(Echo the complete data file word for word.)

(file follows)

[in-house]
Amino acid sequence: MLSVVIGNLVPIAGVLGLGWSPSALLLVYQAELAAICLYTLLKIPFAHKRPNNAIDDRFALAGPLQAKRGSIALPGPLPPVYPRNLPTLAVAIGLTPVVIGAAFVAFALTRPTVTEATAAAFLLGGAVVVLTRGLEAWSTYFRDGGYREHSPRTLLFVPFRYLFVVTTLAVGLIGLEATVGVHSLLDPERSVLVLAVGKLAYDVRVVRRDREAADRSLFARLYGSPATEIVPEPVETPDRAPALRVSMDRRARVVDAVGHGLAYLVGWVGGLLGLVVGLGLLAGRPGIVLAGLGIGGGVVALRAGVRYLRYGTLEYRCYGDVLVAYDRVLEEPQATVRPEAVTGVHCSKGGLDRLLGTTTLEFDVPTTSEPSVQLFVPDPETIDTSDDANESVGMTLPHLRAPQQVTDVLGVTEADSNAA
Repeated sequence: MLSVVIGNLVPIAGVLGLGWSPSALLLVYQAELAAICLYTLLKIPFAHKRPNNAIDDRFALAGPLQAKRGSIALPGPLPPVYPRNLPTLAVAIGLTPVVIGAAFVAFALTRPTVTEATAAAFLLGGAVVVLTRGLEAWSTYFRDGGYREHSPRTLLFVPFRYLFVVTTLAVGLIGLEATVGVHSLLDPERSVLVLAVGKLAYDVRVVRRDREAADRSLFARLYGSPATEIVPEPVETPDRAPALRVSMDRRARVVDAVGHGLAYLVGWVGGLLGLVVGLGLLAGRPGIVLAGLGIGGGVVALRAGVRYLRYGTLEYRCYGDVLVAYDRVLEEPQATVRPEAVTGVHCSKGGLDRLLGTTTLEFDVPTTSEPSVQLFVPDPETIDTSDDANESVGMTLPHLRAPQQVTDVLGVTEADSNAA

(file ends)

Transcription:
[in-house]
Amino acid sequence: MLSVVIGNLVPIAGVLGLGWSPSALLLVYQAELAAICLYTLLKIPFAHKRPNNAIDDRFALAGPLQAKRGSIALPGPLPPVYPRNLPTLAVAIGLTPVVIGAAFVAFALTRPTVTEATAAAFLLGGAVVVLTRGLEAWSTYFRDGGYREHSPRTLLFVPFRYLFVVTTLAVGLIGLEATVGVHSLLDPERSVLVLAVGKLAYDVRVVRRDREAADRSLFARLYGSPATEIVPEPVETPDRAPALRVSMDRRARVVDAVGHGLAYLVGWVGGLLGLVVGLGLLAGRPGIVLAGLGIGGGVVALRAGVRYLRYGTLEYRCYGDVLVAYDRVLEEPQATVRPEAVTGVHCSKGGLDRLLGTTTLEFDVPTTSEPSVQLFVPDPETIDTSDDANESVGMTLPHLRAPQQVTDVLGVTEADSNAA
Repeated sequence: MLSVVIGNLVPIAGVLGLGWSPSALLLVYQAELAAICLYTLLKIPFAHKRPNNAIDDRFALAGPLQAKRGSIALPGPLPPVYPRNLPTLAVAIGLTPVVIGAAFVAFALTRPTVTEATAAAFLLGGAVVVLTRGLEAWSTYFRDGGYREHSPRTLLFVPFRYLFVVTTLAVGLIGLEATVGVHSLLDPERSVLVLAVGKLAYDVRVVRRDREAADRSLFARLYGSPATEIVPEPVETPDRAPALRVSMDRRARVVDAVGHGLAYLVGWVGGLLGLVVGLGLLAGRPGIVLAGLGIGGGVVALRAGVRYLRYGTLEYRCYGDVLVAYDRVLEEPQATVRPEAVTGVHCSKGGLDRLLGTTTLEFDVPTTSEPSVQLFVPDPETIDTSDDANESVGMTLPHLRAPQQVTDVLGVTEADSNAA